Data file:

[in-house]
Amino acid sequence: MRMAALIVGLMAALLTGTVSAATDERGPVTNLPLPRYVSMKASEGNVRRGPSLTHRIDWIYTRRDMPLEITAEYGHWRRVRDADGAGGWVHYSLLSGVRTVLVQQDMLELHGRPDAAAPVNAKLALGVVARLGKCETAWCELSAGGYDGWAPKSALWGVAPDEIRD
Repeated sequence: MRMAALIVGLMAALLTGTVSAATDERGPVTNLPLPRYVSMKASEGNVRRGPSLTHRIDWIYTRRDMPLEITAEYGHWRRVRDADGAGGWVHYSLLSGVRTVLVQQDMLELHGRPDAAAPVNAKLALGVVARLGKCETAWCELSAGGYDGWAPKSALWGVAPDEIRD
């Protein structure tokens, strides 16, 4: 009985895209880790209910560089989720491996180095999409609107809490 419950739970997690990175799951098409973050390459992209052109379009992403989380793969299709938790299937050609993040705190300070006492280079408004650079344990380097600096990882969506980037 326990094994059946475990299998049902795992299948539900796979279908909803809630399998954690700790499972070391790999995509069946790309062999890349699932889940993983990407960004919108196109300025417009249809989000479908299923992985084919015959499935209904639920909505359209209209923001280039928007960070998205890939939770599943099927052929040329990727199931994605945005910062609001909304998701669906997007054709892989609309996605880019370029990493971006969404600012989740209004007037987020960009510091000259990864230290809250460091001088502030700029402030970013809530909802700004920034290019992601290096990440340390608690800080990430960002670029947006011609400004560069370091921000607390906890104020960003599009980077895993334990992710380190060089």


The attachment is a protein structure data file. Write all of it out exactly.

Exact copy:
[in-house]
Amino acid sequence: MRMAALIVGLMAALLTGTVSAATDERGPVTNLPLPRYVSMKASEGNVRRGPSLTHRIDWIYTRRDMPLEITAEYGHWRRVRDADGAGGWVHYSLLSGVRTVLVQQDMLELHGRPDAAAPVNAKLALGVVARLGKCETAWCELSAGGYDGWAPKSALWGVAPDEIRD
Repeated sequence: MRMAALIVGLMAALLTGTVSAATDERGPVTNLPLPRYVSMKASEGNVRRGPSLTHRIDWIYTRRDMPLEITAEYGHWRRVRDADGAGGWVHYSLLSGVRTVLVQQDMLELHGRPDAAAPVNAKLALGVVARLGKCETAWCELSAGGYDGWAPKSALWGVAPDEIRD
């Protein structure tokens, strides 16, 4: 009985895209880790209910560089989720491996180095999409609107809490 419950739970997690990175799951098409973050390459992209052109379009992403989380793969299709938790299937050609993040705190300070006492280079408004650079344990380097600096990882969506980037 326990094994059946475990299998049902795992299948539900796979279908909803809630399998954690700790499972070391790999995509069946790309062999890349699932889940993983990407960004919108196109300025417009249809989000479908299923992985084919015959499935209904639920909505359209209209923001280039928007960070998205890939939770599943099927052929040329990727199931994605945005910062609001909304998701669906997007054709892989609309996605880019370029990493971006969404600012989740209004007037987020960009510091000259990864230290809250460091001088502030700029402030970013809530909802700004920034290019992601290096990440340390608690800080990430960002670029947006011609400004560069370091921000607390906890104020960003599009980077895993334990992710380190060089």